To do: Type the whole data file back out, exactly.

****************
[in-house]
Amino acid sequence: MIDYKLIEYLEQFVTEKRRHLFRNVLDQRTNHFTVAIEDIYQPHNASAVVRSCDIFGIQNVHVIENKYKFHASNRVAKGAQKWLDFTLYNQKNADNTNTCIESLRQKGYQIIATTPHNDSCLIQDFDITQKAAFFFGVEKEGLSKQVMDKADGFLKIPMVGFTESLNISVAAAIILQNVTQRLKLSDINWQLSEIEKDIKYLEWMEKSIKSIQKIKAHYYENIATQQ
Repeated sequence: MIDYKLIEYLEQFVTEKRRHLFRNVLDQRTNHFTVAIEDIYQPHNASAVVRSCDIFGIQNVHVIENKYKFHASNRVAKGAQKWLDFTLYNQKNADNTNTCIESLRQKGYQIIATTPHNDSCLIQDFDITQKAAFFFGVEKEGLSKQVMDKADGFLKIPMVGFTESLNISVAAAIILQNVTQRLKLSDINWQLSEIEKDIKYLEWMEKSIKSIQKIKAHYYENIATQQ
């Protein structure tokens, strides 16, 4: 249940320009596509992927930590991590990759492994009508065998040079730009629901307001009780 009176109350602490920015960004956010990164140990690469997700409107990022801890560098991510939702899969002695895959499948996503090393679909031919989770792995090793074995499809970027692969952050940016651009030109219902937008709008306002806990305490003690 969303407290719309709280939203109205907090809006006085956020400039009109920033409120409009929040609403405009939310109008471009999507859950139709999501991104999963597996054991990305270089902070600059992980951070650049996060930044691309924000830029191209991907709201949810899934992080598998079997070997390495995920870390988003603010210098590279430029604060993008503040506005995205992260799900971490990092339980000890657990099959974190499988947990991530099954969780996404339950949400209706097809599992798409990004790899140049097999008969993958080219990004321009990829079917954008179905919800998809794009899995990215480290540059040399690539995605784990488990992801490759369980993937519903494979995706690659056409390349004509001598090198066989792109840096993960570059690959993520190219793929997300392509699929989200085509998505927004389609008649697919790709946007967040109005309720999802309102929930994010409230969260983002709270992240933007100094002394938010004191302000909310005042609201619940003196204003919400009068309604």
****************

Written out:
[in-house]
Amino acid sequence: MIDYKLIEYLEQFVTEKRRHLFRNVLDQRTNHFTVAIEDIYQPHNASAVVRSCDIFGIQNVHVIENKYKFHASNRVAKGAQKWLDFTLYNQKNADNTNTCIESLRQKGYQIIATTPHNDSCLIQDFDITQKAAFFFGVEKEGLSKQVMDKADGFLKIPMVGFTESLNISVAAAIILQNVTQRLKLSDINWQLSEIEKDIKYLEWMEKSIKSIQKIKAHYYENIATQQ
Repeated sequence: MIDYKLIEYLEQFVTEKRRHLFRNVLDQRTNHFTVAIEDIYQPHNASAVVRSCDIFGIQNVHVIENKYKFHASNRVAKGAQKWLDFTLYNQKNADNTNTCIESLRQKGYQIIATTPHNDSCLIQDFDITQKAAFFFGVEKEGLSKQVMDKADGFLKIPMVGFTESLNISVAAAIILQNVTQRLKLSDINWQLSEIEKDIKYLEWMEKSIKSIQKIKAHYYENIATQQ
């Protein structure tokens, strides 16, 4: 249940320009596509992927930590991590990759492994009508065998040079730009629901307001009780 009176109350602490920015960004956010990164140990690469997700409107990022801890560098991510939702899969002695895959499948996503090393679909031919989770792995090793074995499809970027692969952050940016651009030109219902937008709008306002806990305490003690 969303407290719309709280939203109205907090809006006085956020400039009109920033409120409009929040609403405009939310109008471009999507859950139709999501991104999963597996054991990305270089902070600059992980951070650049996060930044691309924000830029191209991907709201949810899934992080598998079997070997390495995920870390988003603010210098590279430029604060993008503040506005995205992260799900971490990092339980000890657990099959974190499988947990991530099954969780996404339950949400209706097809599992798409990004790899140049097999008969993958080219990004321009990829079917954008179905919800998809794009899995990215480290540059040399690539995605784990488990992801490759369980993937519903494979995706690659056409390349004509001598090198066989792109840096993960570059690959993520190219793929997300392509699929989200085509998505927004389609008649697919790709946007967040109005309720999802309102929930994010409230969260983002709270992240933007100094002394938010004191302000909310005042609201619940003196204003919400009068309604």